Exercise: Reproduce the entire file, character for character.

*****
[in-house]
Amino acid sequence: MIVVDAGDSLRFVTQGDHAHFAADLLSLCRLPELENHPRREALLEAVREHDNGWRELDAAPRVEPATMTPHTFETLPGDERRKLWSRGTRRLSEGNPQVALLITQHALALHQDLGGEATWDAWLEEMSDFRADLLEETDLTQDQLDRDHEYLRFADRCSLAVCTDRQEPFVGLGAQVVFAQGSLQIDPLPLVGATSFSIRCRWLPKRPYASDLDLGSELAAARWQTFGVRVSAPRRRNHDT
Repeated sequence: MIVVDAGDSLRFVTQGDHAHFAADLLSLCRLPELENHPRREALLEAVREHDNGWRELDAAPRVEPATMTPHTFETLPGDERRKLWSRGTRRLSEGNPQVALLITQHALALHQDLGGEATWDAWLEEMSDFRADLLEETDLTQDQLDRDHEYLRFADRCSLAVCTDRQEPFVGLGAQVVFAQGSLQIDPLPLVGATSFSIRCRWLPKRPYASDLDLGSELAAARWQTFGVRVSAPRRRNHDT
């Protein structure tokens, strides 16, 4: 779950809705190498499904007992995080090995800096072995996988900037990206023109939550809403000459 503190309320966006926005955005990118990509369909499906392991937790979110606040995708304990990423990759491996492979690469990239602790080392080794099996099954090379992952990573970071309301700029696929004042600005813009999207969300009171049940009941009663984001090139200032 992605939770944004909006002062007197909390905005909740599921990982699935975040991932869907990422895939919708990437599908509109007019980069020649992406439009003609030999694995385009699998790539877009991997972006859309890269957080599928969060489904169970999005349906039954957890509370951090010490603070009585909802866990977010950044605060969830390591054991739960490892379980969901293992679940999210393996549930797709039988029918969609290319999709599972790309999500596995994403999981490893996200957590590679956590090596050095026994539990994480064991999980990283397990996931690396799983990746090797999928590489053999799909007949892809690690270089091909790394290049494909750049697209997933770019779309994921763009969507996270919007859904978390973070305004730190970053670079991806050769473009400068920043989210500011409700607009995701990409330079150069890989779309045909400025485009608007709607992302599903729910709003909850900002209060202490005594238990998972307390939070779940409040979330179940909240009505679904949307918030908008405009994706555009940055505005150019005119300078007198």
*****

[in-house]
Amino acid sequence: MIVVDAGDSLRFVTQGDHAHFAADLLSLCRLPELENHPRREALLEAVREHDNGWRELDAAPRVEPATMTPHTFETLPGDERRKLWSRGTRRLSEGNPQVALLITQHALALHQDLGGEATWDAWLEEMSDFRADLLEETDLTQDQLDRDHEYLRFADRCSLAVCTDRQEPFVGLGAQVVFAQGSLQIDPLPLVGATSFSIRCRWLPKRPYASDLDLGSELAAARWQTFGVRVSAPRRRNHDT
Repeated sequence: MIVVDAGDSLRFVTQGDHAHFAADLLSLCRLPELENHPRREALLEAVREHDNGWRELDAAPRVEPATMTPHTFETLPGDERRKLWSRGTRRLSEGNPQVALLITQHALALHQDLGGEATWDAWLEEMSDFRADLLEETDLTQDQLDRDHEYLRFADRCSLAVCTDRQEPFVGLGAQVVFAQGSLQIDPLPLVGATSFSIRCRWLPKRPYASDLDLGSELAAARWQTFGVRVSAPRRRNHDT
């Protein structure tokens, strides 16, 4: 779950809705190498499904007992995080090995800096072995996988900037990206023109939550809403000459 503190309320966006926005955005990118990509369909499906392991937790979110606040995708304990990423990759491996492979690469990239602790080392080794099996099954090379992952990573970071309301700029696929004042600005813009999207969300009171049940009941009663984001090139200032 992605939770944004909006002062007197909390905005909740599921990982699935975040991932869907990422895939919708990437599908509109007019980069020649992406439009003609030999694995385009699998790539877009991997972006859309890269957080599928969060489904169970999005349906039954957890509370951090010490603070009585909802866990977010950044605060969830390591054991739960490892379980969901293992679940999210393996549930797709039988029918969609290319999709599972790309999500596995994403999981490893996200957590590679956590090596050095026994539990994480064991999980990283397990996931690396799983990746090797999928590489053999799909007949892809690690270089091909790394290049494909750049697209997933770019779309994921763009969507996270919007859904978390973070305004730190970053670079991806050769473009400068920043989210500011409700607009995701990409330079150069890989779309045909400025485009608007709607992302599903729910709003909850900002209060202490005594238990998972307390939070779940409040979330179940909240009505679904949307918030908008405009994706555009940055505005150019005119300078007198």